4 Reasons to Switch to Ansible
It's true. If you're looking for a product that can automate the tasks that you shouldn't be wasting your time doing, it's not going to be an easy find. Most products are either vastly complicated for the simple tasks you need accomplished, or too rigid to have the flexibility to work on a team as unique as yours.
If you haven't heard, Red Hat's Ansible is emerging as a go-to solution to fill this void for many IT operations. In celebration of CBT Nuggets trainer Shawn Powers' latest course on Ansible Essentials, we gathered four reasons that you should consider in making the switch to Ansible.
1. Simple Enough to Get Started Right Now
To briefly review, you can build Ansible playbooks, which are collections of tasks run in order. Tasks call modules. Modules are where the rubber meets the road, executing specific actions like installing a Linux package or Windows role, running a command, replacing a config file, or making an API call.
Playbooks, while written in a specific format to be machine-readable, are also incredibly human readable. Check out this example playbook. Even if this is your first time seeing one, it should be crystal clear what it accomplishes.
Ansible calls itself a "batteries included" solution, meaning all the pieces necessary to start doing actual work are included in the box. More than 450 modules are included, covering a massive variety of admin domains. The power to do any IT chore is right there, ready to rock.
All this combines to reduce your switching costs drastically if moving from another orchestration platform. Ansible is also a massive step up from homemade batch files or shell scripts. Playbooks can have intelligence by checking if certain conditions exist and taking appropriate actions to complete or bail out the tasks. Yes, a script can do this, but many rage-filled admin hours have been wasted trying to custom code automation.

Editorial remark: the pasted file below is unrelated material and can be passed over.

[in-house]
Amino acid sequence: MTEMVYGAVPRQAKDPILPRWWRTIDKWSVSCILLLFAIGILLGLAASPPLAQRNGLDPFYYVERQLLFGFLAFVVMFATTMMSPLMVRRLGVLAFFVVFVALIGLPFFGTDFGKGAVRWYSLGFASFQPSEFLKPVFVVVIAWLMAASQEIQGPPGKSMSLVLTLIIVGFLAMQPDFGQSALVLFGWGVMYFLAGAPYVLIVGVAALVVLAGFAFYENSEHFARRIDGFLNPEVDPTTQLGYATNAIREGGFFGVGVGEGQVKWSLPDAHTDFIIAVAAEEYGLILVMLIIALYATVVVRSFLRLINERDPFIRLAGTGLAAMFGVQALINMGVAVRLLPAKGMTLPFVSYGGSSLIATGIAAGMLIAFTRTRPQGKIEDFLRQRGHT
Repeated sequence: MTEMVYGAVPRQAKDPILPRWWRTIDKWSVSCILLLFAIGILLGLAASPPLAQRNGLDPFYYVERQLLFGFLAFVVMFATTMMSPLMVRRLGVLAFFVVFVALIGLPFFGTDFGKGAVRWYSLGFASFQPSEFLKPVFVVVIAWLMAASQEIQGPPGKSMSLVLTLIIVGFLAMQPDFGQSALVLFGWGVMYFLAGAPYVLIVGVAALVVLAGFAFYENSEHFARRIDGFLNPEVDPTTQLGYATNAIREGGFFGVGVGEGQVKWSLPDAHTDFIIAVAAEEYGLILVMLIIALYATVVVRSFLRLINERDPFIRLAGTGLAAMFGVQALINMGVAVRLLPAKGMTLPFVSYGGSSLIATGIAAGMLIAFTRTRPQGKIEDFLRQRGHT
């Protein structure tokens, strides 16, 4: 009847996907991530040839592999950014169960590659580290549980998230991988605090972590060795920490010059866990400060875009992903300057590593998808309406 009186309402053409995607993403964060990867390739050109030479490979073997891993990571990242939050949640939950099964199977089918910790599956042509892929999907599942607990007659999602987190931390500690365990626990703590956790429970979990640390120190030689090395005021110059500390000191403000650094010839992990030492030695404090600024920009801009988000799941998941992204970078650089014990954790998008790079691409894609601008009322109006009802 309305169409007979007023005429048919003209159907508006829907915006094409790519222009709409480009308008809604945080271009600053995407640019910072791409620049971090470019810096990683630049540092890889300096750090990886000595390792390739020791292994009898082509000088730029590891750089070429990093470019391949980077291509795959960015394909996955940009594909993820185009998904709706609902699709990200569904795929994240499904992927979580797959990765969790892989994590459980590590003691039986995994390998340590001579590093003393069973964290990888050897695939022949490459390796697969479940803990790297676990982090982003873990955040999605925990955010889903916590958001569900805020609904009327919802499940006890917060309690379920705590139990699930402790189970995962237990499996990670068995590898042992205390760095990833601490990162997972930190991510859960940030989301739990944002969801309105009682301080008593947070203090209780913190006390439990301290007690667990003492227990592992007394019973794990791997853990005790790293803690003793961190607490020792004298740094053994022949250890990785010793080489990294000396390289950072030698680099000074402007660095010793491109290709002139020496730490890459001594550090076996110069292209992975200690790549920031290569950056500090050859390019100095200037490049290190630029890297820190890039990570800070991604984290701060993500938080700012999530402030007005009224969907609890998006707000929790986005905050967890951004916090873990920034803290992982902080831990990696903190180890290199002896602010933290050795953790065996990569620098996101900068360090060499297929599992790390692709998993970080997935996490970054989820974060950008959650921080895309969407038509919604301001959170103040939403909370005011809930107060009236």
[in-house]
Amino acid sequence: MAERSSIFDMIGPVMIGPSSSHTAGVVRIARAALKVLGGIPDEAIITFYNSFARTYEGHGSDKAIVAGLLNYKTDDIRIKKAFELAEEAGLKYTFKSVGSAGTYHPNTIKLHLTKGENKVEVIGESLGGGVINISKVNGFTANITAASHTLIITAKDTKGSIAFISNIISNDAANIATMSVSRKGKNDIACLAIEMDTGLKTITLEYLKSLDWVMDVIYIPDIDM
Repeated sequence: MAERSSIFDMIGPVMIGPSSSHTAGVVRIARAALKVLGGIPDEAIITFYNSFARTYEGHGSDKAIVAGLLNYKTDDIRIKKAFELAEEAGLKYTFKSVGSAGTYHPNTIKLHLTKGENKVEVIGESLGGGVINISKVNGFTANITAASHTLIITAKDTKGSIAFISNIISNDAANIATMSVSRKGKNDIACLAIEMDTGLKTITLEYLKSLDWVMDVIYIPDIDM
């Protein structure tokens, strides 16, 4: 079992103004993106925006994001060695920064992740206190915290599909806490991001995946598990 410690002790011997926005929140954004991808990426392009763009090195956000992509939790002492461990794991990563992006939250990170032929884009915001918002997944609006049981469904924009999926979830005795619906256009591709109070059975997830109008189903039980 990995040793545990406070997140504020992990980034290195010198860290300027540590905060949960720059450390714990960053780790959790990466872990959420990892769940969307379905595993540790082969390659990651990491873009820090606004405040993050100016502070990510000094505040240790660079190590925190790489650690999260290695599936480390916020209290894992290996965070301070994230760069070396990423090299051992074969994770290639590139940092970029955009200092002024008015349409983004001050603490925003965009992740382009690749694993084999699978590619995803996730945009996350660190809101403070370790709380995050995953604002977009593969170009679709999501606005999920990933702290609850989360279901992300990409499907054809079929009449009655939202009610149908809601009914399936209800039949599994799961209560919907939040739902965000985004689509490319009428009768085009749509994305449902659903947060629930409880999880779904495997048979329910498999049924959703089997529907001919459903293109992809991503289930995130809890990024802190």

2. Power to Harness the Cloud
We could talk endlessly about the increased scalability and reliability cloud hosting can bring to your infrastructure. Need an extra two, three, or 3,000 hosts to handle increases in traffic to your site? With Ansible, it's no problem. Playbooks can connect to a large number of cloud services to deploy and configure resources.
Let's take AWS, for example. A playbook to deploy EC2 instances is a snap. Define your keys, region, instance type, quantity, etc., then push go. To deploy those scads of hosts, set the quantity variable to 3,000, run the playbook, then come back later to check the output and see the status of those 3,000 hosts, all within Ansible. Playbooks can wait until all the hosts are live, then continue running more tasks like installing and configuring packages, all while you watch with your feet up.
3. Centralized Management through Ansible Tower
This is where the real power starts to show. Up till now you've been editing playbook text files and kicking them off through the command line. Tower one-ups that, providing a web front-end to Ansible.
Logging in shows first a dashboard with stats about job successes and failures, and quick access to all your playbooks and hosts. Run a playbook by pushing a single button. Build templates to reuse playbooks filling in different sets of variables.
From here you can also grant access to individual users, giving some full admin rights while others are granted limited permissions. Want to give your devs self-service access to spin up new VMs or drop config changes, but not the keys to the kingdom? Tower's granular access control gives you exactly that. Even users who aren't Ansible experts can run or schedule your pre-built playbooks.
Along with seeing all your failed and successful jobs, Ansible retains complete logging and output from every job, allowing for quick auditing of who did what, when they did it, and what was the outcome. Keeping the output turned on from each task on every host the playbook was run on allows you to make logging as granular as you want or need. Auditing changes done programmatically through Ansible is lightyears ahead of manually tracking changes to your environment.
4. The Galaxy Community
While Ansible comes with a lot of power out of the box, they've built an entire community around users sharing custom roles. In Ansible parlance, a role can be seen as a chunk of a play, basically a group of tasks that you can call from your playbooks. For example, this role installs MySQL then sets some best practice security settings, hardening it immediately and freeing you up from repeating that configuration every time. Any time you're writing a complex playbook, someone has probably done at least part of it before, so why redo the same work?
Ansible wraps a massive amount of power and flexibility in a package that is dead simple to get started with, and we've only scratched the surface! This power and simplicity combine to make it an emerging leader amongst a sea of automation tools, one worth a serious look if the tools in your box are starting to look too dull and constraining.
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